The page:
n April 2020, we launched a temporary newsletter called ‘Remote Confidence”. During a time when many people were giving presentations remotely for the first time and others were struggling to pivot their speaking or teaching career as conferences and campuses closed and move online, we wanted our community to know they were not alone. The newsletter featured a tip or trick to speak, teach, facilitate, or meet remotely with confidence from our network of experienced speakers. Because we wanted presenting remotely to be one less thing everyone should have to worry about. Here was our first post.
“You may be panicked personally and thinking all of this opportunity is gone. It is actually that the opportunity is just transformed.” — Denise Jacobs
Our world has changed overnight. It’s tempting to think that right now there are no opportunities for speakers. However, as Denise said in our recent Couch Conversations, speaking is not gone. It’s just changed. There are still opportunities to speak, teach, and present, just online!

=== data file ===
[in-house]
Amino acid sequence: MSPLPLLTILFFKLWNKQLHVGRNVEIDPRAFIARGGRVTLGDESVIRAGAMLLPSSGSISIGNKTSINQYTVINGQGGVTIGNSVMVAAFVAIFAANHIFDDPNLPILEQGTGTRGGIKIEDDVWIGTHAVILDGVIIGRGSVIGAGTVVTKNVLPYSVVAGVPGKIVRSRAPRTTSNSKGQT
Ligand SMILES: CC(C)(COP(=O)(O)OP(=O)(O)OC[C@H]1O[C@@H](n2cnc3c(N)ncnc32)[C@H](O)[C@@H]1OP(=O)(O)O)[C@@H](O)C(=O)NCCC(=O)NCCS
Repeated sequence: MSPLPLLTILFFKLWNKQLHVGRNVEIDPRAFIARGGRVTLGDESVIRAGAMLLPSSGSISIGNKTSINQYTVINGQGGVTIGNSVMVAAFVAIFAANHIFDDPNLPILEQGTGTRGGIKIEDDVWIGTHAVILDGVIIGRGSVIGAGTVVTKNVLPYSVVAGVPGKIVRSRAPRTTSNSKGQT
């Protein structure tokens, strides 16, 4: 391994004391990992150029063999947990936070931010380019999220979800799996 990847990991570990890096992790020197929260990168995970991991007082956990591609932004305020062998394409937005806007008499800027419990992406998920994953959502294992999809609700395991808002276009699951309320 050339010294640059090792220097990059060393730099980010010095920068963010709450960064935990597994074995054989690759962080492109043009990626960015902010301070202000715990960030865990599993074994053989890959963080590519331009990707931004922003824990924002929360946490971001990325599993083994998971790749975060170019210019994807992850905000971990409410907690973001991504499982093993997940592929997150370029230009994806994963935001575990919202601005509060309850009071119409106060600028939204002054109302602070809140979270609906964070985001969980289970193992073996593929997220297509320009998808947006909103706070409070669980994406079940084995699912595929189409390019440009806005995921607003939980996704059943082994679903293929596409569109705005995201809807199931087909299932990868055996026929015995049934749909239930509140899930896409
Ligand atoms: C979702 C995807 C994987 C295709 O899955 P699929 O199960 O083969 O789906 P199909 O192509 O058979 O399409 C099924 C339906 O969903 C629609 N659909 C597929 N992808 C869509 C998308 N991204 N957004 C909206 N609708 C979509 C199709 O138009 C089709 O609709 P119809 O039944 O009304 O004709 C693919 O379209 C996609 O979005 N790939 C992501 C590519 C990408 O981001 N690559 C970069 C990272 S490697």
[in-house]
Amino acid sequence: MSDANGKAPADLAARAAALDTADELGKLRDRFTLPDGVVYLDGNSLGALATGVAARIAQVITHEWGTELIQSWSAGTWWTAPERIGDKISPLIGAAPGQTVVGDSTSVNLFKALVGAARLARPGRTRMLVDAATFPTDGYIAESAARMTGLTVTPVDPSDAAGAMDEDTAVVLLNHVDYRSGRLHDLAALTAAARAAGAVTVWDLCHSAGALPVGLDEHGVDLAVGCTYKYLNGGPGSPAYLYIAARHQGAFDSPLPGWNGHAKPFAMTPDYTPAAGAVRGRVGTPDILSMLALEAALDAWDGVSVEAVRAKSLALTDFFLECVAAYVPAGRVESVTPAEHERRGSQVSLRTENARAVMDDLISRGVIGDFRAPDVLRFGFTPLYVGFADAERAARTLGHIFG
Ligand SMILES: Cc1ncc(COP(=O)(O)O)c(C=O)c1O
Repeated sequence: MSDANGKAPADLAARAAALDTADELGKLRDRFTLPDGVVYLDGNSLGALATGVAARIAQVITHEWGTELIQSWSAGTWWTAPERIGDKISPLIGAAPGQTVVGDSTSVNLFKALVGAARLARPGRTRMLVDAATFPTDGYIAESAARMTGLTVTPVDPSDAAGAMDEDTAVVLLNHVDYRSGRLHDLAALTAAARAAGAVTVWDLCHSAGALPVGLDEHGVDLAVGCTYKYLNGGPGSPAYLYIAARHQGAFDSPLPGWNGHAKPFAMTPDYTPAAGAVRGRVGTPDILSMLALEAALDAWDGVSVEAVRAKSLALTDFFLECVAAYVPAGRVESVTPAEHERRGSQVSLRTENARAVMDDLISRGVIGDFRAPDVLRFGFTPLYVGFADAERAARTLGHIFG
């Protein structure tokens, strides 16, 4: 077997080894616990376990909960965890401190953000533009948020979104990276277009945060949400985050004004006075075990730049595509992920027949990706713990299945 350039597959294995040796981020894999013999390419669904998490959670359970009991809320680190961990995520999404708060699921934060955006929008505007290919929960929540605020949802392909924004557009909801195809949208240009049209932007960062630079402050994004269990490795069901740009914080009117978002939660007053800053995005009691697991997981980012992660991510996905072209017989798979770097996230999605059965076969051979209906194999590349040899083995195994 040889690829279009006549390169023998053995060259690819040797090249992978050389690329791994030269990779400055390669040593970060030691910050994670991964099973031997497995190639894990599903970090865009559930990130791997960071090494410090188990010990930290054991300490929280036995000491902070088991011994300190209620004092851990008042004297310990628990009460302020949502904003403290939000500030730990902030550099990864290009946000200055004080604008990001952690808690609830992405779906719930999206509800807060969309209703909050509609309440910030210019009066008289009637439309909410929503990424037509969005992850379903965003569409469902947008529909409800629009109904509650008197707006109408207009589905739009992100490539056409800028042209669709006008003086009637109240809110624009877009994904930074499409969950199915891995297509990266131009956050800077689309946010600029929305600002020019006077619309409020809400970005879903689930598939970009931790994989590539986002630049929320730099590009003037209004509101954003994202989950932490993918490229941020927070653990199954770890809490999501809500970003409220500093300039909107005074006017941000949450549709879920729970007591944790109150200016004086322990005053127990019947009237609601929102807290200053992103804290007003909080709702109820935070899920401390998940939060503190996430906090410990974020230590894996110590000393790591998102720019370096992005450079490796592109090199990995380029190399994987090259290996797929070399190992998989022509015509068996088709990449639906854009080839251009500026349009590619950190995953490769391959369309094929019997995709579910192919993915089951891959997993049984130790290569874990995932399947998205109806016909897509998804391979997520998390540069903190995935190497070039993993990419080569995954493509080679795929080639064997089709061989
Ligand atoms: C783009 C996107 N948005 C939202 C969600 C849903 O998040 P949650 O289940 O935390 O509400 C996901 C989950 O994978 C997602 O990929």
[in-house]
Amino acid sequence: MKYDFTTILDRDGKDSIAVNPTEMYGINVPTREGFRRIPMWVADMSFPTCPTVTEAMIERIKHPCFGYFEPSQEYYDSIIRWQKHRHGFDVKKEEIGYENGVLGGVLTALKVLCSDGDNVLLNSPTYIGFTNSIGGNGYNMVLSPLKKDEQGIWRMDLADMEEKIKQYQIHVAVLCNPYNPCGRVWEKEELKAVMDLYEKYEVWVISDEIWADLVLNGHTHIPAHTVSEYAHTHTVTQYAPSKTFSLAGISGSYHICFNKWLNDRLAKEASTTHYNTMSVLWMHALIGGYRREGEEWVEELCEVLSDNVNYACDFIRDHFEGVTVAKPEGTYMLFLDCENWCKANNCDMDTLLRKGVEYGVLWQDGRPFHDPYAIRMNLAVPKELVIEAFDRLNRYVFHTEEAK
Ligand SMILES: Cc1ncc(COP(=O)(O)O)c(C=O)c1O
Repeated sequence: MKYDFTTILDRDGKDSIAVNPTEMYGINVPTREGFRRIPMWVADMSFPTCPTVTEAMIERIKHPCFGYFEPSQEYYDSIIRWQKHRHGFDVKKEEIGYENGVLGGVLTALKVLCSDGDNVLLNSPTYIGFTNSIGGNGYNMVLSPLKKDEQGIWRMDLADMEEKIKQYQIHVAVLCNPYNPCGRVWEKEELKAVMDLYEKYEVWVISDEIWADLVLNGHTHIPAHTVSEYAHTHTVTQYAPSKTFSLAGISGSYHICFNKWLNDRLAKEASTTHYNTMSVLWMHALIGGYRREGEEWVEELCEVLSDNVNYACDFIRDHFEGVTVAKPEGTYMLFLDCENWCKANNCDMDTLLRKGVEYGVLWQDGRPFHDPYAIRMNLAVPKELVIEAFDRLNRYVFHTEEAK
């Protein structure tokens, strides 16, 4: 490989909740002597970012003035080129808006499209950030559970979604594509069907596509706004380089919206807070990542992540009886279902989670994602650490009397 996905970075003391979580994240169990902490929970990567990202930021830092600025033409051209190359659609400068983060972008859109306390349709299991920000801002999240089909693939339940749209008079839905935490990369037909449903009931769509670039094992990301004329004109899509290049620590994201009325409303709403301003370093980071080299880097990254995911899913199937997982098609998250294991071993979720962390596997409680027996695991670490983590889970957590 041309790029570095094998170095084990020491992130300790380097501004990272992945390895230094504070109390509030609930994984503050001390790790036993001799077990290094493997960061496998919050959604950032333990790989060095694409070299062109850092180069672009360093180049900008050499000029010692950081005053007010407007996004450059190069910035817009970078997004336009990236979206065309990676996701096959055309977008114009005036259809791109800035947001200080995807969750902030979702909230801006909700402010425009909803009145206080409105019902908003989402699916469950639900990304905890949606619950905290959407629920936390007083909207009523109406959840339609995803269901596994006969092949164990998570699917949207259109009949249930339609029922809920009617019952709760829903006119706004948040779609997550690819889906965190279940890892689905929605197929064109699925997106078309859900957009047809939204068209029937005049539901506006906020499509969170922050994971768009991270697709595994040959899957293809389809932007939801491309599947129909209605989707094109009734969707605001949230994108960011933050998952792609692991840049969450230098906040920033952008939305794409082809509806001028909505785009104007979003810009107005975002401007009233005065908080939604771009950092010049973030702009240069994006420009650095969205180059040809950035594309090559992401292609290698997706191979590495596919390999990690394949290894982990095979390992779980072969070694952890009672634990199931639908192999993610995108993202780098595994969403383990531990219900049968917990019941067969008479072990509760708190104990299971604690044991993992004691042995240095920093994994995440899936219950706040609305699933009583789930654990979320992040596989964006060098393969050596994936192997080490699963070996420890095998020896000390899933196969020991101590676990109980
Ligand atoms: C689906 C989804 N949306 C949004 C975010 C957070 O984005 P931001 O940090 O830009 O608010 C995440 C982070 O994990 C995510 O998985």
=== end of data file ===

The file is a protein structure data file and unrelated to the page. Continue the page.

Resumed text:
Where do you find the new opportunities? Denise recommends reaching out to conference organizers whose in-person conferences are on hold or canceled, and ask if there are any plans to take the conference online. If so, offer to be of help to them. There will be new opportunities for online speaking and teaching that didn’t exist before in that conference.
Margot Bloomstein recommends reaching out to community organizers. “Maybe it’s the people that run the local UX meetup, or the small business association always looking to bring in speakers.” They may not have a budget or an in-person meeting anymore, but they are likely in the process of creating an event over Zoom. If you can be the speaker who’s easy to work with, whose first talk is polished, this is where you can start out. Offer to give a talk as part of their next online event.
We are living at a time when we have the opportunity to connect with audiences in new ways. Being forced to make connections entirely online allows us to be of service in a way we could not or were not before. How can we help? Who can we connect with? There is always a need, and always an opportunity to be useful as a speaker to someone.
|Idea for Action: Make an “opportunity list” with possible outlets for your speaking skills online, right now. Then, reach out to one person or conference from the list to see how you can be of help.|